Ovechkin’s take on the fight: “First of all, I hope he’s OK. Yeah. I’m not a big fighter and he’s the same. He asked me to fight and said, ‘let’s go.’ I hope he’s OK. You don’t want to see a guy get hurt or something. And you just go a different way. We got maybe a little bit frustrated and too confident. We just have to forget about it and move forward.”

Canes coach Rod Brind’Amour‘s take: “Svech means a lot to us, a young kid, he just turned 19. So he has a special bond, I think, with our group and me too. So, when you see that, it makes you sick. I’m still sick to my stomach about it. It’s tough because I just heard Ovi talk about it. He said our guy challenged him. So, if that’s the case it’s a little different. But if you watch the video because I’ve got to watch it, he slashes him twice, Ovi, whack, whack and then Svech gives him back and then I don’t know if there’s words exchanged, but one guy’s gloves come off way first and that’s Ovi’s. That not our guys. So, it’s a little bit frustrating because he got hurt. It’s his first fight. He’s played 90 games. He’s never fought in his life, and I’m pretty sure OVi knew that. So, that stuff bothers me.”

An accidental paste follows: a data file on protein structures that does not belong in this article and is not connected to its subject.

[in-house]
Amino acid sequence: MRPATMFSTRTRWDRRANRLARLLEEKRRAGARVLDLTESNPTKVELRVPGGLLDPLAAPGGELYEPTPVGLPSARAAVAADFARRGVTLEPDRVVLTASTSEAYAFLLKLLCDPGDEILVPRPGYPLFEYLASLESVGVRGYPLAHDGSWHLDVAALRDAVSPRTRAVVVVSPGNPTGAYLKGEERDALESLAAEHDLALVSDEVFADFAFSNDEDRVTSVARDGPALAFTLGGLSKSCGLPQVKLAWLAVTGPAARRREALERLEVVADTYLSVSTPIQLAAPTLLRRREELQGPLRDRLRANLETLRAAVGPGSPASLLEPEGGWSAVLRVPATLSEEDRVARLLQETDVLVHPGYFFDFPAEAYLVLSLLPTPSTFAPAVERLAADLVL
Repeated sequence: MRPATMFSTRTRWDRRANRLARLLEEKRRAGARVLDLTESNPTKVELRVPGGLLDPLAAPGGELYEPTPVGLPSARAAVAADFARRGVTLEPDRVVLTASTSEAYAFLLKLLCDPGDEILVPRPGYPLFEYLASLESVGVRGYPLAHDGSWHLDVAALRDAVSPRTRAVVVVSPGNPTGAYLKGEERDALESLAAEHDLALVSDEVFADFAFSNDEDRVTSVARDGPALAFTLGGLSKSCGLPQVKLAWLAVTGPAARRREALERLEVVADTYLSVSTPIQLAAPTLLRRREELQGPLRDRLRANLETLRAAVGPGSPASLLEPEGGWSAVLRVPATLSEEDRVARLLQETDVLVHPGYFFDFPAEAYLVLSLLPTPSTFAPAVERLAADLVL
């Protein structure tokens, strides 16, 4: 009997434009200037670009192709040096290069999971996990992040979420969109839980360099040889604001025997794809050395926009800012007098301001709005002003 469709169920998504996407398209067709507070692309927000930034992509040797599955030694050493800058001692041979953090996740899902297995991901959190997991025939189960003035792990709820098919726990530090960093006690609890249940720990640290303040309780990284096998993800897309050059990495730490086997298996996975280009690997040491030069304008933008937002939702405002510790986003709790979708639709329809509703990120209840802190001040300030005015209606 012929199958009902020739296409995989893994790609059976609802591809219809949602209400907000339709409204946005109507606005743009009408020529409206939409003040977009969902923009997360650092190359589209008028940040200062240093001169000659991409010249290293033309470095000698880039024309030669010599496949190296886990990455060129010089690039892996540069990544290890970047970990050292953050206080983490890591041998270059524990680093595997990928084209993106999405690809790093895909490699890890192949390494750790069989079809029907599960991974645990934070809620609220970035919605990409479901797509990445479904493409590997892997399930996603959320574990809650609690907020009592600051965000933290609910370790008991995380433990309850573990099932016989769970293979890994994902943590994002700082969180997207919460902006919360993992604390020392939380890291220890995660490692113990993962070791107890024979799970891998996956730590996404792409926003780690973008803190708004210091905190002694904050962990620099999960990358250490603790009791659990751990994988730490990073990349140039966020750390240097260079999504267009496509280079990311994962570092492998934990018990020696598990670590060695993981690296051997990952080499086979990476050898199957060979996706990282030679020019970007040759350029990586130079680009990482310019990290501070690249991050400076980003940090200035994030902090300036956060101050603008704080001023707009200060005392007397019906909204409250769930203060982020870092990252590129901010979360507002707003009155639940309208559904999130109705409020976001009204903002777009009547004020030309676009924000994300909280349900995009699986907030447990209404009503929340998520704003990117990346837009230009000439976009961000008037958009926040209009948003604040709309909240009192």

What’s on the schedule

Tampa Bay Lightning at Columbus Blue Jackets, Game 4, 7 p.m. ET. Jackets lead the series, 3-0.

On the precipice of one of the greatest collapses in hockey history, the Lightning are in desperation mode. Good news: leading scorer Nikita Kucherov returns from his one game suspension. Not-so-good news: top defenseman Victor Hedman is “doubtful,” according to coach Jon Cooper. The Blue Jackets can pull off a surreal upset if Sergei Bobrovsky continues to outplay Andrei Vasilevskiy (Bobrovsky has allowed just two goals in his last eight periods), special teams continue to shine, and the rentals keep playing like they all deserve multi-year, multi-million dollar new contracts (which, at this point, they do).

New York Islanders at Pittsburgh Penguins, Game 4, 7:30 p.m. ET. Islanders lead the series, 3-0.